The internet of things (IoT) is not a futuristic concept anymore, as more and more industrial leaders jump in this fast-evolving scene in order to stay on top of the pyramid and keep pushing the edge of technological advancement as they did for the last decades. Well-established companies like IBM, Google, Microsoft, Samsung, Cisco, Huawei, and Vodafone to mention a few – as well as new start-ups like the Berlin-based IOTA (MIOTA) Foundation, the Chinese Walton-chain and the Ethereum (ETH) based Weeve Platform are all striving to get a big piece of this newly generated pie of innovation, that has been proven to be needed for the next steps in technological and scientific pursuits if not absolutely necessary.

From commercial smart-home applications like smart kitchens, tv, and spatial light, to public space applications involving smart city transportation, futuristic urban banners, and various sensors recording and editing data regarding a city’s temperature, pollution levels, oxygen levels, humidity, and more, the Internet of Things is here to take over traditional networks used by telecommunication companies manually, and change the way we interact with the machinery on a whole new level.

Today, we’re taking one of the most innovative projects in the space, especially founded to resolve and integrate solutions with real-life use-cases with the help of the Internet Of Things. That would be IOTA (MIOTA), not only because they’re strictly focusing on IoT, but also because they’re using the latest words of technology when it comes to networking and data distribution.

The Berlin-based Foundation that’s been supported heavily both economically and technically by some of the key players in the IoT scene, including BOSCH, Volkswagen, Samsung, and Fujitsu, to mention a few, has been constantly evolving since its day of creation.

From creating its own alternative to blockchain-networks, “The Tangle”, which is a Directed Acyclic Graph (DAG) type of Distributed Ledger Technology (DLT), to creating future-proof concepts based on IoT that could and will be implemented in our everyday life in the near future, IOTA has been working hard gathering resources and the expertise as well as an international team of professionals in the scene, a project of their kind would require achieving their goals.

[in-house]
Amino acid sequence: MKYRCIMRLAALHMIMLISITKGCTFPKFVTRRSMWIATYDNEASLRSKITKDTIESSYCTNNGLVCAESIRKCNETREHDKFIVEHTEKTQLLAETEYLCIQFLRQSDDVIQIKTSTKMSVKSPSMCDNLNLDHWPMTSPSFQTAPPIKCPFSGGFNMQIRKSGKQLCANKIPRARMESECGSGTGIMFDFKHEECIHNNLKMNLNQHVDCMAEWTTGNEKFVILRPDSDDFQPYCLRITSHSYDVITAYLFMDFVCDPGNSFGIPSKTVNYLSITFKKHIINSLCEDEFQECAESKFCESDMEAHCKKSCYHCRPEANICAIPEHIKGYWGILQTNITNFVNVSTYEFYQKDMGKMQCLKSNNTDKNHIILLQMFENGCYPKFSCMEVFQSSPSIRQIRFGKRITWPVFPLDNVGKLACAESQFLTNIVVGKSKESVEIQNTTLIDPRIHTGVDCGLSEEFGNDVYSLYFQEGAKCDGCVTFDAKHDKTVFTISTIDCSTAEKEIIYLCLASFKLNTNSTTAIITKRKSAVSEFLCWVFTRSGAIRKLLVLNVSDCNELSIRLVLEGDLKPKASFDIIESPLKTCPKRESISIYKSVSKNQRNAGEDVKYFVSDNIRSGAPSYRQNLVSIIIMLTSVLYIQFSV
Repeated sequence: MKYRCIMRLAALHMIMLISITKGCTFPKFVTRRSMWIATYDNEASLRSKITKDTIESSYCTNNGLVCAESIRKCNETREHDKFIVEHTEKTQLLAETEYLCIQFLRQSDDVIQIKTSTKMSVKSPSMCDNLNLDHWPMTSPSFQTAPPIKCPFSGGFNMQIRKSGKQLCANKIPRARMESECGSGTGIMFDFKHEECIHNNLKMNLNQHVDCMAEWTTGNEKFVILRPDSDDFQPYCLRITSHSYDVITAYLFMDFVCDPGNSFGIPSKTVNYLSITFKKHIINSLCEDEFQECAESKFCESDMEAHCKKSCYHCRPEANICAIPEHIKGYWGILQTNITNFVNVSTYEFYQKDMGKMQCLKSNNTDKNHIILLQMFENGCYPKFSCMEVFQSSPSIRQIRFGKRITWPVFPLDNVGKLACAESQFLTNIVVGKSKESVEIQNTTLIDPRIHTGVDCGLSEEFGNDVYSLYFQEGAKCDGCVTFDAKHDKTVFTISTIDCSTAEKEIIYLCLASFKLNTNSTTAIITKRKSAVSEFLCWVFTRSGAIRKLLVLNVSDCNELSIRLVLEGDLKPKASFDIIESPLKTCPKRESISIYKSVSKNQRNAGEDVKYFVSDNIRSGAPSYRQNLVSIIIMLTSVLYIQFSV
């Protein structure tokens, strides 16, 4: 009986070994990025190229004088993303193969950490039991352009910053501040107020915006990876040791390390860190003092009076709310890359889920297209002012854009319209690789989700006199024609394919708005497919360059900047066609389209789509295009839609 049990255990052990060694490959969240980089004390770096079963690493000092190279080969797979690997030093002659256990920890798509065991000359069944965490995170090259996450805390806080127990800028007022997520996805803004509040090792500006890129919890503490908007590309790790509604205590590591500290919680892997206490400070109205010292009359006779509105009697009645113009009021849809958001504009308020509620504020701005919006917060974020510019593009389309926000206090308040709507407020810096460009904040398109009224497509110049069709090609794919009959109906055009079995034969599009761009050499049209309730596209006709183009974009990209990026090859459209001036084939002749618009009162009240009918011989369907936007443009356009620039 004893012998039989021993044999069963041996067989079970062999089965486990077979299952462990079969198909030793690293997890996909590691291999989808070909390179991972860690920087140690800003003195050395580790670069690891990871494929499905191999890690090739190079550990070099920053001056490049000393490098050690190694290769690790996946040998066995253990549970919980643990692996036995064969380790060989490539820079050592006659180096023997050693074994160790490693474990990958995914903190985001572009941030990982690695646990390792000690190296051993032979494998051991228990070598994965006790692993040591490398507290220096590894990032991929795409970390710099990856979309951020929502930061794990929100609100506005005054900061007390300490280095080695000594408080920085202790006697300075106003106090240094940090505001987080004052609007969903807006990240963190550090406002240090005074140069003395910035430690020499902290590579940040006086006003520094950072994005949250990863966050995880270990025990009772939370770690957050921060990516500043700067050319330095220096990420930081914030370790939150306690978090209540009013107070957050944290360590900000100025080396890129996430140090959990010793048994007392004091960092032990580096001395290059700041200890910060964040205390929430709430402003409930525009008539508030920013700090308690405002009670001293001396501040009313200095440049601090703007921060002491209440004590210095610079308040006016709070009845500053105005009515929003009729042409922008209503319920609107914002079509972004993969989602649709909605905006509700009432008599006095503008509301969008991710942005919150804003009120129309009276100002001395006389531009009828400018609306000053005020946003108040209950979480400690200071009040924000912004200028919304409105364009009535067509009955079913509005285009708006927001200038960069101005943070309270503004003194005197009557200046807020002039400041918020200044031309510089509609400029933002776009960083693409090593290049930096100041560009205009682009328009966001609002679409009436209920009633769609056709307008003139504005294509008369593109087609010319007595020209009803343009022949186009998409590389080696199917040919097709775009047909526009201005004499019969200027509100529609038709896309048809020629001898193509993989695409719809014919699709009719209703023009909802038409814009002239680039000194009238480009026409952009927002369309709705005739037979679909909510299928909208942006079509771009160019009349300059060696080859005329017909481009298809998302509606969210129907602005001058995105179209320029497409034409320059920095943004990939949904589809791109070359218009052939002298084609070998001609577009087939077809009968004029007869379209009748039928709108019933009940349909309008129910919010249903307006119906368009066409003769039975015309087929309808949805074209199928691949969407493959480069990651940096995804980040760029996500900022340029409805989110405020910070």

After the acquisitions of two high ranking officers from Robert Bosch Venture Capital (RBVC), and Volkswagen respectively, and with the help of previously joint members like Julie Maupin, an international law expert with a focus on DLT and ties with the European Commission and G20, IOTA was set to create their first ideas and propositions on how  we can alter the future, now.

Deals and partnerships with other corporate entities and even governmental institutions didn’t take time to be established between IOTA and the third parties and various IoT based projects were launched, firstly as betas, ending up as solid working products and services.

Some significant mentions would be IOTA’s combined effort with Taiwan-based start-up BiiLabs to make Taipei a fully functioning smart-city, while countries like the Netherlands are already using The Tangle to distribute governmental issued documents regarding social housing.

Then IOTA’s partnership with Volkswagen, and BOSCH “smells” like the first IoT based automotive industry could be just around the corner, especially when BOSCH announced after a purchase of a big chunk of MIOTA (IOTA networks native digital currency), that they are working on the first ever level 5 self-driving processors for the next generations of cars.

Many companies including Tesla and Daimler (the company behind Mercedes) are using BOSCH’s chipsets when it comes to advanced driving, and the later even announced the first self-driving taxis in Berlin by 2020. It is most likely that all these will be using IOTA’s network to function, exchange data and perform automatic machine payments.

How aware is the average citizen of what IoT is and its capabilities?

That is a good question and while not everyone understands what IoT stands for, or some have even never heard of the term before, they do understand that machinery is getting closer to their lives, needs and everyday tasks and they have made peace with it.

Even my mother knows that there is a washing machine that starts and stops whenever you want, even if you’re not home and it will post reports of the process directly to your phone.

IoT is also very popular in the gastronomic scene, where smart-kitchens are being promoted as the next big thing to have in your fancy smart-house after the already boring smart TVs and lights.

TV series like CBO’s Billions started their new season with the protagonist hedge fund company discussing a start-up specializing in IoT applications and how they’re going to invest in it big time, explaining what IoT stands for and showcasing how important and big it is for the future.

So, I would say that people are pretty aware of IoT already and if not, they will be in a couple years tops.


What are your thoughts on the matter? Is IoT really important? And how could IOTA affect your everyday life and tasks? Let me know in the comments below.

Reporting for The Independent Republic, Ross Peili

Featured image from Harward Business Review.

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